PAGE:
Whether it’s the forecasted fall of brick-and-mortar or the rise of ecommerce, the conversations surrounding retail are many, and changing with each passing day.
However, with the pandemic expediating existing trends, the increasingly common introduction of smart technology into the physical space and smarter systems into ecommerce is no exception.
We’ve gathered just a few examples of the latest trends keeping retailers ahead of the curve in an increasingly smart consumer market.
Video Shopping: Forbes x KERV
Interactive video agency
KERV have teamed up with Forbes
to improve the smart shopping journey of content and video using data science and consumer know-how to carve out new ecommerce opportunities for global brands.
“Our collaboration with Forbes takes the traditional consumer journey through video into the next
A transformative platform for publishers engaging with readers and brands using audiences to promote new ranges is a giant leap for the ecommerce business and a way to capture the increased content audiences in today’s stay-at-home culture.
“Online video is growing as users continue to choose the medium over others. Research has proven that users would rather watch a video about a product than read about a product,” adds Roque. “Video that is interactive garners over 400x the time spent with the content. The data goes on and on. In an effort to align with these trends, brands are investing heavily into their video strategies to form deeper connections with their consumers while also growing their consumer base. Brands must bridge the gap between this time and awareness with other strategies. With KERV’s technology, brands can seamlessly bridge this gap and further lift up any and all video content that they produce.”
Bridging the gap is a key notion in the advent of smart shopping and the rise of phygital retail, the merger of both physical and digital shopping experiences.
“KERV seamlessly integrates and brings value to enhance ecommerce processes,” says Roque. “Retailers are quickly refining and even rebuilding their ecommerce platforms, practices, and how they interact with consumers. The importance of having a fluid and user-friendly path to purchase online is more vital in this COVID era, than ever before. KERV’s technology is expediting the path to purchase through our precise product and object level recognition and data. KERV allows consumers to gather more refined product and brand details from their content- while adding the ability to shop instantly. With KERV’s technology, consumers can shop specific items within videos, banners or look books, seamlessly, while also bridging the data story for brands, fueling more relevant first party data retargeting opportunities.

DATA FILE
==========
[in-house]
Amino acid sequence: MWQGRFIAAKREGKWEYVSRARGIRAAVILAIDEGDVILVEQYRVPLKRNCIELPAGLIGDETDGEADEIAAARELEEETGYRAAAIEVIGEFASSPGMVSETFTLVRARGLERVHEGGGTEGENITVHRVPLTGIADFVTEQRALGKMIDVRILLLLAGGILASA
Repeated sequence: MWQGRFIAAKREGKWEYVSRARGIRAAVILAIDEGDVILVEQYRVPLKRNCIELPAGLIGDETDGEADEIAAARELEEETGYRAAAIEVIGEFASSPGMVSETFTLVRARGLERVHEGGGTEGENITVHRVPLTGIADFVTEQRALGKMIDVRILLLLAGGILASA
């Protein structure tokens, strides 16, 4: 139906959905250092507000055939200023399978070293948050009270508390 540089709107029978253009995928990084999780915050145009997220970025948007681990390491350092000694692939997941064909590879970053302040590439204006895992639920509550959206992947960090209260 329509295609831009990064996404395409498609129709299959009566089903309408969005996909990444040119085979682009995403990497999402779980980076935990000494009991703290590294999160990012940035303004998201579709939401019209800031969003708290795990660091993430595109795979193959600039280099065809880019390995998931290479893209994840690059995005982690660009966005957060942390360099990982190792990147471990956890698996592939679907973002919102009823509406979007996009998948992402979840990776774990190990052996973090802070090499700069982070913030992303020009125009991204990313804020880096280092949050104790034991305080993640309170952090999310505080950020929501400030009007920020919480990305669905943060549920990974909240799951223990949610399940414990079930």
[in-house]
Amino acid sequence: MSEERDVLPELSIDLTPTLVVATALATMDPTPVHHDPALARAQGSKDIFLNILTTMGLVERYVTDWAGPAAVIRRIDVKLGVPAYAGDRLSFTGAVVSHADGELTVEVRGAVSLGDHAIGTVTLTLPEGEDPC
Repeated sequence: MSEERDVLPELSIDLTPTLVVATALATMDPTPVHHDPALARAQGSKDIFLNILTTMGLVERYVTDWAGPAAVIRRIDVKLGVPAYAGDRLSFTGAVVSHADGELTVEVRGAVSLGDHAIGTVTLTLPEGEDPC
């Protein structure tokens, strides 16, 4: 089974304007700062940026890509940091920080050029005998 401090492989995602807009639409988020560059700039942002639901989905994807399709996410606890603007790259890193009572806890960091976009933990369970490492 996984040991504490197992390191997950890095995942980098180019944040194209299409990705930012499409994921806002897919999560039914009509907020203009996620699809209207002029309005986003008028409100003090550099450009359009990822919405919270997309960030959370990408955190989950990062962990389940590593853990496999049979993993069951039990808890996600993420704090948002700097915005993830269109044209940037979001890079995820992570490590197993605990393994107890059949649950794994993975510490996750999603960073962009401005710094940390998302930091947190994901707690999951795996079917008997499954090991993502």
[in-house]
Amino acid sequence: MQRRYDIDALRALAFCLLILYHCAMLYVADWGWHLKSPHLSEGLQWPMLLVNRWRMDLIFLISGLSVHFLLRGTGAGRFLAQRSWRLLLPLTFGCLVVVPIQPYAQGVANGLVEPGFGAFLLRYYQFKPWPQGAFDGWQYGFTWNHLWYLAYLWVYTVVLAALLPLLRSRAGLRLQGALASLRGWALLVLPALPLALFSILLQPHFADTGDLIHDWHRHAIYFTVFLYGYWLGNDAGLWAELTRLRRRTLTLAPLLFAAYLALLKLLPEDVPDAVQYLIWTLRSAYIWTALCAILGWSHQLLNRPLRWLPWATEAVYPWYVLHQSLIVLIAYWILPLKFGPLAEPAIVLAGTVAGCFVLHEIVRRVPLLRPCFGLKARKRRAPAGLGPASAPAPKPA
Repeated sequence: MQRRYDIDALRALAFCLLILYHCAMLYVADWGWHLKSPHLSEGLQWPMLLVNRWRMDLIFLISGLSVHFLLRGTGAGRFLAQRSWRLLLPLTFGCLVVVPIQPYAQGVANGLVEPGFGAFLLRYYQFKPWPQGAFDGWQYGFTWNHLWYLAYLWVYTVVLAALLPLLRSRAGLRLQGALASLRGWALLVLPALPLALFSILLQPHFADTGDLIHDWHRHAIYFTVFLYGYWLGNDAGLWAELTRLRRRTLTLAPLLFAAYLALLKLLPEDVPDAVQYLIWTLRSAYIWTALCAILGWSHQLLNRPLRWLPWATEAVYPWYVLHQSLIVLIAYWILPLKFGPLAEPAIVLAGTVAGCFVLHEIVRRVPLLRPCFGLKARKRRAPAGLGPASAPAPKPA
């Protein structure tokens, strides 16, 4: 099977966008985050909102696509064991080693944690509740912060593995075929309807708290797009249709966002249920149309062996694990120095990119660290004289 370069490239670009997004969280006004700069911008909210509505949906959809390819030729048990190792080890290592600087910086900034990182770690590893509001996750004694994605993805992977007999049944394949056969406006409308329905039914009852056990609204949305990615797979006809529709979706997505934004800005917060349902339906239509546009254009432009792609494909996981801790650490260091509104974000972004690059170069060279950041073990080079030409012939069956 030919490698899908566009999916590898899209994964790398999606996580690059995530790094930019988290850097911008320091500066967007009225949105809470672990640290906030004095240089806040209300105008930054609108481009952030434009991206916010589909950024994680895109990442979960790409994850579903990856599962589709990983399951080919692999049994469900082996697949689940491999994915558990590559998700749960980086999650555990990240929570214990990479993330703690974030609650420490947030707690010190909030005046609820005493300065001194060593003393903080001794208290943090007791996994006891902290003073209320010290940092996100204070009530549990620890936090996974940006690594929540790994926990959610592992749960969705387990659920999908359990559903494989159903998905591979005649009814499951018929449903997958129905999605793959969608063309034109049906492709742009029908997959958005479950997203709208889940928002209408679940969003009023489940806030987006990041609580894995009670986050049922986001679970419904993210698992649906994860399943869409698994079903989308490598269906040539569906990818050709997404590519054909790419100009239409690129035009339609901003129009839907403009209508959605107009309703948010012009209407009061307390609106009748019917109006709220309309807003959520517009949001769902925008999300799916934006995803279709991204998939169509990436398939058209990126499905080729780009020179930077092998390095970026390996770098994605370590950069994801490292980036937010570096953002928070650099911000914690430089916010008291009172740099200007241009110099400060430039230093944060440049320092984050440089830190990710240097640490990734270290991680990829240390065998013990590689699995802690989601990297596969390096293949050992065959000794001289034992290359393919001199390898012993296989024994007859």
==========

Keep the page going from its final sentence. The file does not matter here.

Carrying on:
KERV also allows for product interaction and engagement that are no longer occurring physically. KERV’s technology can provide the detail that is now needed within a digital shopping funnel by allowing users to spend time with products and allowing them to choose which products to directly purchase versus just being sent to a homepage. This also provides brands with more granular action-based user data, helping drive a better understanding of how to grow stronger brand-to-consumer connections.”
Amazon In-store Innovation
The key player in global ecommerce is Amazon, and after opening several brick-and-mortar stores around four years ago, the new Amazon Go Grocery locations are giving consumers the ability to check out with a new smart cart. This brand-new “Dash Cart” links to your Amazon account and tracks what you buy, removing the need for cashier interaction, queuing and a refined smart shopping process for later re-orders.
The first Amazon Go Grocery physical space is currently located in Los Angeles and, while it isn’t yet open to the public, this innovative new approach to FMCG shopping and groceries could have countless possibilities for the different retail categories serviced by the retail giant and a huge draw for people leaving their homes post-COVID.
Initially an interesting turn of affairs when Amazon first decided to move into brick-and-mortar some years ago, but with bookshops and pickup locations, Amazon is slowly testing new inlets into the physical retail space at a time where the brand attributed to the downfall of retail could very well what brings us back to the high street one day soon.
Robots Reduce Interaction and Increase Experience
, Selfridges are aiming to introduce talking robots to the shopping experience in 12 months. Target is reportedly already working with the technology to help guide shoppers through stores and make consumers feel at ease, help with simple shopper requests and keep the experience seamless.
Robots of the less traditional sense are also rife within the evolving retail space across the world in the form of artificial intelligence. Brands across the globe are working with artificial intelligence to help consumers find products (Sephora), find the perfect product for each consumer (North Face) and even recommend products based on the neuro-responses of consumers to certain colors and styles according to
However, with everything moving rapidly, the experience of this widespread innovation, the novelty and the seamless interaction it offers with our favorite brands will be a flagship-level roll-out, as the looming global economic problems, trade disputes and consumer confidence drops are issues we may not be able to innovate around just yet.
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